Jaime Lee Moyer: Midnight Secrets and Lies
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Day five of Poetry Month

One long poem tonight from Conrad Aiken, written circa 1917-1918.

There are so many reasons I love Aiken’s poetry. His images, the unexpected turn of phrase–but most of all for the emotion.

When I read his poetry, I feel that I’m seeing what he saw, felt what he felt. Aiken was an observer of the world around him, recording his observations of both the internal and external landscape.

As far as I can tell from this far removed time, he never flinched.

NOCTURNE IN A MINOR KEY, by CONRAD AIKEN

I.

I will say: I walked alone in whistling darkness.
Or heard a rush of rain through windless air.
Or stood in dust with yellow leaves around me.
But why recite these things? You will not hear me;
Or if you heard me, would not care.

I will say: I saw a sea-gull crossing water,
Or suddenly in the midnight heard a cry.
Or woke from sleep to hear the green leaves rustle.
I will say, I walked alone, and heard none call me;
You will not care, nor ask me why.

These are the notes whereof my life makes logic.
These are the hurrying notes of pain
That whirl like papers under street-lamps,
Blown through the darkness of my brain.
I will say: these things are trifles, yet they kill me.

Be patient, press your palm against my heartbeats,
Reverse my heart like an hour-glass,
And watch the downward sifting of my minutes
Until the time when I must pass.
You will have heard, at least, a poignant music
And seen futility;
You will know better than to weep for me.

II.

I am the one
Who came too late, and found all windows dark.
I am the one
Who watched the fountain in the deserted park.
I saw the darkness rising like a wall.
I turned to the east and saw it red and grey,
Saw lovely faces blown like leaves away.
I heard slow waves of music lapse to silence,
And wished to speak, yet had no word to say.
I am the one whom ancient spring returning
With sound of leaves could not assuage.
I am the one who found your pity heartless,
Yet could not rail at you, nor rage.
You loved me once, you love me now no longer.
Must I take kindness for my daily wage?

III.

I will say: I walk involved in webs of darkness,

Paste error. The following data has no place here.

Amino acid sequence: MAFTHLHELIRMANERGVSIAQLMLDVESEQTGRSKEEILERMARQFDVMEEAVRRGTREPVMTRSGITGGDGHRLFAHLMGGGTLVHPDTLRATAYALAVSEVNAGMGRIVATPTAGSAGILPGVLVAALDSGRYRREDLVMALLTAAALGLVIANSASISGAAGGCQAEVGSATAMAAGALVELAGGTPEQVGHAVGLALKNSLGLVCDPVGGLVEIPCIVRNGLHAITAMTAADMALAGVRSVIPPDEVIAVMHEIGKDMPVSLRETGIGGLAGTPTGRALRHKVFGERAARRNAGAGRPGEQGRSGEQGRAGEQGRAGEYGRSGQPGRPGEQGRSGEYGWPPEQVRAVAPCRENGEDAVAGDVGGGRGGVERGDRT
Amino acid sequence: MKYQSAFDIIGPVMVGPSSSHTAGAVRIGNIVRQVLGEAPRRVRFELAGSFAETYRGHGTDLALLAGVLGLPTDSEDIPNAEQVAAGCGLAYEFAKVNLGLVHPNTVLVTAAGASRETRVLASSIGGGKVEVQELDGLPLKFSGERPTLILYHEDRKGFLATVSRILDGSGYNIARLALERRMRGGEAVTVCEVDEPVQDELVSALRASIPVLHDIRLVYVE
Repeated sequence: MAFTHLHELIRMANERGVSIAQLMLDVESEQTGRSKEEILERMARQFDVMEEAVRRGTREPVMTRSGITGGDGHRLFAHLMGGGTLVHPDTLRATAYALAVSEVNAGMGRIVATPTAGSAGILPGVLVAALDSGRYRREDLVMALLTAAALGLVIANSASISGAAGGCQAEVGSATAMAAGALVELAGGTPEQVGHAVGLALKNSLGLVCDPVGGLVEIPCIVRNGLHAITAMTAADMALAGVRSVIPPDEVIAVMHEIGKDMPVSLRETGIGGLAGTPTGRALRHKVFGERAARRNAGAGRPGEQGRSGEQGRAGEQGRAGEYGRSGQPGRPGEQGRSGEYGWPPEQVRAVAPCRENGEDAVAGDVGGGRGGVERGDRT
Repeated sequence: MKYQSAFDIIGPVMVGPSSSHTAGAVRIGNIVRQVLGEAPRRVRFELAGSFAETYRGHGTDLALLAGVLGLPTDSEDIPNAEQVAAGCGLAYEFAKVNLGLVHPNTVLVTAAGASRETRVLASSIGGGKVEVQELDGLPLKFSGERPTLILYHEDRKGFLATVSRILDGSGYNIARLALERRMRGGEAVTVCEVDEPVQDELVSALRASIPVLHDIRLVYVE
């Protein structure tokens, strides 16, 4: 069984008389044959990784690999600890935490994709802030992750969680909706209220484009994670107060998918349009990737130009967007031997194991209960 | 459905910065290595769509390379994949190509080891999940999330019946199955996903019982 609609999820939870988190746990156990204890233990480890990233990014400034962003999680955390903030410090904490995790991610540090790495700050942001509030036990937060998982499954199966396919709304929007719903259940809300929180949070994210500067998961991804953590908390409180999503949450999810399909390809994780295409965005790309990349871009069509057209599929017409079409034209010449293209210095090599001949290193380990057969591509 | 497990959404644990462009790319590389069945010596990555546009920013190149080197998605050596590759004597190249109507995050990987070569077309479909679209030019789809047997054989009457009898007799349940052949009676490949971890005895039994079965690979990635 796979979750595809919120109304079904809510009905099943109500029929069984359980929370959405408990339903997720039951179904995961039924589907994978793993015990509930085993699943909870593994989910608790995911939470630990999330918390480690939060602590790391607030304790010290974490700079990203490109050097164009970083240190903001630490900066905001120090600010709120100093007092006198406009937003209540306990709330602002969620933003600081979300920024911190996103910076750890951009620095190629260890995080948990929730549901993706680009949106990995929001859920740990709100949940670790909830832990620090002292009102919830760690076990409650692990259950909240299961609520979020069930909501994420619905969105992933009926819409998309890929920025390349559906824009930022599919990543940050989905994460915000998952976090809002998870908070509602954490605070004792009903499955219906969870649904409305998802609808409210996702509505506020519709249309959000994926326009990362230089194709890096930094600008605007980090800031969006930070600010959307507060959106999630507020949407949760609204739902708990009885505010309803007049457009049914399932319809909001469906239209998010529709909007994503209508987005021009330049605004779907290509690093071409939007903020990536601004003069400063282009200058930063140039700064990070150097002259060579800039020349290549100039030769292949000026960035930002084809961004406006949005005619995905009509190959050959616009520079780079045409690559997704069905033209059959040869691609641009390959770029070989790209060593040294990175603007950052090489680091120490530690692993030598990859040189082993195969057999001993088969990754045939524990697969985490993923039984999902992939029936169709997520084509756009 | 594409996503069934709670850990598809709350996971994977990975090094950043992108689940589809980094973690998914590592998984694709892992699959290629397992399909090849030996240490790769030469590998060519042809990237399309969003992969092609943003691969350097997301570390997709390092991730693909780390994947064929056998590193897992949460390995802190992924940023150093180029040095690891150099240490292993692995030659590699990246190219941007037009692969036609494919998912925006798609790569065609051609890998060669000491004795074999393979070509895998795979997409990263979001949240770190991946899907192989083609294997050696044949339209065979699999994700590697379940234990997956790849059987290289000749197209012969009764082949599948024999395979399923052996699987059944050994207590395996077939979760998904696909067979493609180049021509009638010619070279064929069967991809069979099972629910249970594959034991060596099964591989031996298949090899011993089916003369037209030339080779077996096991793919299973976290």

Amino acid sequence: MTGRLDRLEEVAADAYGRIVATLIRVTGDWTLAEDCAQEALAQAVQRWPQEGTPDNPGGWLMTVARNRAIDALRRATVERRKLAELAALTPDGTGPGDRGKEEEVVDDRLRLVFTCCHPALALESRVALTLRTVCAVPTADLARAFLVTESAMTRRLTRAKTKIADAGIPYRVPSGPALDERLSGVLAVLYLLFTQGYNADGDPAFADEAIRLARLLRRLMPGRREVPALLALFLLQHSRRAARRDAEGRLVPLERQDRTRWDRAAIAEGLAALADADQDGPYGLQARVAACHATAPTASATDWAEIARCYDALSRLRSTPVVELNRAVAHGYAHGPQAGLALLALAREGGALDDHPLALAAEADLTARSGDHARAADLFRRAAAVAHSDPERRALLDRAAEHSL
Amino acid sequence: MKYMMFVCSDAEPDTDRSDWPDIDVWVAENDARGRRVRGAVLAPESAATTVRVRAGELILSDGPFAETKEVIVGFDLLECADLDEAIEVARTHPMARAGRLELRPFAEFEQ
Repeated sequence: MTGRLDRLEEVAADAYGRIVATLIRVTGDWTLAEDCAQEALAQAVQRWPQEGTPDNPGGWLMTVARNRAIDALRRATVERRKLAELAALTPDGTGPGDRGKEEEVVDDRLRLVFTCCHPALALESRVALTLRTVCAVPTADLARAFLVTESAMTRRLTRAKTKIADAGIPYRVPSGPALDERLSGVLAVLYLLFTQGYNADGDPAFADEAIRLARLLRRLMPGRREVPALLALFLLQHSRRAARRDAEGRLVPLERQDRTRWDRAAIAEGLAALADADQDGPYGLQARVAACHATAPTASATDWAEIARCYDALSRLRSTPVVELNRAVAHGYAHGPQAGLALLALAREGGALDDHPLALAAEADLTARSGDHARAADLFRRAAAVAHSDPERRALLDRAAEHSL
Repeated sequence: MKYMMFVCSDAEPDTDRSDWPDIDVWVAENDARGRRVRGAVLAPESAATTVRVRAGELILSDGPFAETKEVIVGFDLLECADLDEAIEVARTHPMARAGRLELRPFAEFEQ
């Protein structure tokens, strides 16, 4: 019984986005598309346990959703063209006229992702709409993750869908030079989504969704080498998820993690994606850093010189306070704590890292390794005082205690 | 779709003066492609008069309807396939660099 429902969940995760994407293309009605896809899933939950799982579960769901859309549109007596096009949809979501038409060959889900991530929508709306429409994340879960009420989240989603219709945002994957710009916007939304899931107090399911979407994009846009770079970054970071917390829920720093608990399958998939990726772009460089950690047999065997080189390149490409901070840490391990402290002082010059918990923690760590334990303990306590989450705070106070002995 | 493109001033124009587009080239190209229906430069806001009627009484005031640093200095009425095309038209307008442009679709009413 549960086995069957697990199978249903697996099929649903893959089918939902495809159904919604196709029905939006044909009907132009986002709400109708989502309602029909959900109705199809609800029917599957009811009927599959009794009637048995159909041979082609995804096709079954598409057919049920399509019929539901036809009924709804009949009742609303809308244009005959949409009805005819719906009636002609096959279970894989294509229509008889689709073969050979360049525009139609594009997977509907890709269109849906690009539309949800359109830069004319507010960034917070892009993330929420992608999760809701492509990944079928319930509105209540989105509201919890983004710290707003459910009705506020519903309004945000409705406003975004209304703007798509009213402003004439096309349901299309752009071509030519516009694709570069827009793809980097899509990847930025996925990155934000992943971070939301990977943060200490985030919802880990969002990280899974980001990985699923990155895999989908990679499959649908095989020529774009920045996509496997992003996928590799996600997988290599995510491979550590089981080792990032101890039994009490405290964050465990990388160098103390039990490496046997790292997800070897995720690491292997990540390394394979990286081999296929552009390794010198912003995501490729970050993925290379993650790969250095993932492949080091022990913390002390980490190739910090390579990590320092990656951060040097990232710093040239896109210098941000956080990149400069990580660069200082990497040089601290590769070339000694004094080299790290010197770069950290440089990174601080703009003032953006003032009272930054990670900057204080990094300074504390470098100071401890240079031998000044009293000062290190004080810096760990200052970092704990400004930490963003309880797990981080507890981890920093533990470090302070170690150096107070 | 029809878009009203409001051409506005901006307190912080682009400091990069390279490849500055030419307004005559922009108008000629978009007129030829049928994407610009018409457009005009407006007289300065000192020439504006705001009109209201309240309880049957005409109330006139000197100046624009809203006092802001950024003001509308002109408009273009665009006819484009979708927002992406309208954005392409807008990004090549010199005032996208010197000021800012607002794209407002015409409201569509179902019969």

Across my face feel filaments of shadows,
Yet hear you laugh, and seek for you.
Shall I not somewhere find the love I knew?

I will say: I walk at night in crowded places
And search for a perfumed secret in white faces,
And dream by night of faces seen by day.
Or climb dark stairs and in a dark room’s fragrance
Play such a music as pleas of rain might play.
The silver talons tear my heart,
The silver talons flash and tear.
Petals fall to the grass, and in that darkness
I see you passing there,
Smiling at me as if for one behind me,
Smiling at death, perhaps, who waits behind me.

IV.

The green-leaved bough leans down above my head;
The pale green leaves, with the lamplight on them shed,
Twinkle on delicate stems, whisper a little,
Tremble on breathless air.
The green-leaved bough leans down towards its image
Of twinkling leaves in the water there.
And I am a prey to trifles of no moment,
Caught in a snare of circumstance,
I laugh for a foolish laughter, weep for sorrow,
For every whim of the music bow and dance:
Twinkle with leaves, and flow and fall with water,
Lean with the leaning bough in arrested pain;
Die and am born again.
These are the thousand things by which I seek you,
The atoms of dust that fall and break my brain.

V.

Say then: I see too much, and you too little.
You lean and laugh above the applauding music,
While I, apart, hear silence between the tones.
For you, there is no falling, save of petals;
For me, apart, the silences fall like stones.
How could we dance, then, to the self-same music,
Who see so much so little? I do you wrong
If I reproach you, call you too contented,
Too quick to thrill to a sentimental song.
Walk, then, among your tulips, turn your eyes,
Caress with a careful hand your jewelled hair,
Discern the flashing of wings in empty skies,
Pause for effect upon your marble stair.
And I will not reproach you, blaming only
The sinister glittering chaos of our time,
Through which, forever, lonely walks with lonely,—
The lover, ridiculous; the loved, sublime.

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